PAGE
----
Rabbi Yosi son of Rabbi Yehuda says: “Three good sustainers arose for Israel. These are they: Moses and Aaron and Miriam. And three good gifts were given because of them, and these are they: well, and cloud, and manna. The well was given in merit of Miriam… Miriam died and the well ceased, as it is written (Numbers 20:1-2) “And Miriam died there,” and it says right afterwards “and there was no water for the community.” . . .

קְלִפּוֹת לֶפֶת | Items for the Second Seder Plate: Turnip peels, after the Holocaust remembrance of Pearl Benisch

Pearl Benisch… remembers Passover in the Bergen-Belsen concentration camp in Germany in the spring of 1945, just days before her liberation. . . .

פִּלְחֵי תָפּוּ״ז | Items for the Second Seder Plate: Orange segments, after the teaching of Susanna Heschel

In the early 1980s, while speaking at Oberlin College Hillel, Susannah Heschel was introduced to an early feminist haggadah that suggested adding a crust of bread on the seder plate, as a sign of solidarity with Jewish lesbians (suggesting that there’s as much room for a lesbian in Judaism as there is for a crust of bread on the seder plate). Heschel felt that to put bread on the seder plate would be to accept that Jewish lesbians and gay men violate Judaism like ḥamets violates Passover. So, at her next seder, she chose an orange as a symbol of inclusion of gays and lesbians and others who are marginalized within the Jewish community. She offered the orange as a symbol of the fruitfulness for all Jews when lesbians and gay men are contributing and active members of Jewish life. . . .

סִילְקָא דְּרָב הוּנָא | Items for the Second Seder Plate: Beets, after the rabbinic teaching of Rav Huna (ca. 3rd c.)

The color of beets, which never leaves our hands, symbolizes the teachings of the sages, which are still passed down. And the redness symbolizes the blood of the covenant, still there after all these years. . . .

A Second Passover Seder Plate with Seven Additions, by Isaac Gantwerk Mayer

A Passover seder supplement containing seven additional symbolic foods and their associated ritual presentations, along with their collective organization on a second seder plate. . . .

A Guided Meditation for Pesaḥ, by Rabbi Daniel Raphael Silverstein

A meditation which can be used to prepare for Pesaḥ, or for sharing at the Seder, to deepen the experience of liberation for yourself and others. . . .

הארבה כוסות ואת הארבה חופשות | The Four Cups of Wine and the Four Freedoms, by Dr. Aurora Mendelsohn and President Franklin R. Roosevelt

Traditionally each cup in the Passover Seder is liked to a promise made by God in these verses, Exodus 6:6-7. The four cups can also be associated with the Four Freedoms first articulated by US President Franklin D. Roosevelt on January 6, 1941, which were an inspiration for the Universal Declaration of Human Rights and were explicitly incorporated into its preamble. . . .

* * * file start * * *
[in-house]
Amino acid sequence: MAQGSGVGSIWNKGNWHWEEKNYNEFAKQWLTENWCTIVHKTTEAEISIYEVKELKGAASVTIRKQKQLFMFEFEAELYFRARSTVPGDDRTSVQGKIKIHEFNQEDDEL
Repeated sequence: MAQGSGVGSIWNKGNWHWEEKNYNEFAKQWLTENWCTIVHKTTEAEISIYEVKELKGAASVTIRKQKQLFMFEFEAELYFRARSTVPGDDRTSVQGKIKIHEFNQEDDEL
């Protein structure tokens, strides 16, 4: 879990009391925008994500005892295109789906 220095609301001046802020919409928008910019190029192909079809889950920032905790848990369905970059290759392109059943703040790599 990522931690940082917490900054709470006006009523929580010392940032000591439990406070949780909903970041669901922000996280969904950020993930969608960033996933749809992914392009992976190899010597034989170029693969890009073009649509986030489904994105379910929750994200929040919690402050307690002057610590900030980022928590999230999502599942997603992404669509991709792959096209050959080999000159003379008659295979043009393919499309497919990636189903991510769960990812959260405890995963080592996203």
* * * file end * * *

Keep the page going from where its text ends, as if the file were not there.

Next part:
הַכָּרָת רִבּוֹנוּת הָאָרֶץ | Indigenous Land Acknowledgement for Toronto, by Aurora Mendelsohn (2020)

An acknowledgement that the land we are conducting our religious ceremonies on is the sacred and traditional land of Indigenous people. It involves a kavvanah and study verses as well as the land acknowledgement. . . .

Our Liberation Will Not Be Live-streamed, by Rabbi Raysh Weiss (2020)

Modeled after Gil Scott Heron’s “The Revolution Will Not be Televised,” written for Passover during the pandemic (April 2020). . . .

A HaLakhma Anya Passover Seder Supplement for the COVID-19 Coronavirus Pandemic (Our Common Destiny 2020)

A Passover supplement created for recitation at Passover seders in the context of the COVID-19 coronavirus pandemic. . . .

Mah Nishtanah: what needs to change, a seder supplement to the Four Questions by Kohenet Ilana Joy Streit

A playful, powerful, passionate reading for Passover seder or any time. Can be chanted to the traditional Ashkenazi lilt for the Four Questions. . . .

Offerings, by Alice Lucas (1898)

A meditation on prayer and earnest offering. . . .

יוֹם זֶה לְיִשְׁרַאֵל | Yom Zeh l’Yisrael, a piyyut by Rabbi Yitsḥaq Luria (abridged rhymed translation by Alice Lucas, 1898)

An abridged rhymed translation of the piyyut Yom Zeh l’Yisrael. . . .

צוּר מִשֶּׁלּוֹ אָכַֽלְנוּ | Tsur Mishelo Akhalnu, a paraliturgical Birkat haMazon (rhymed translation by Alice Lucas, 1898)

A rhymed translation of Tsur Mishelo, a paralitugical Birkat haMazon. . . .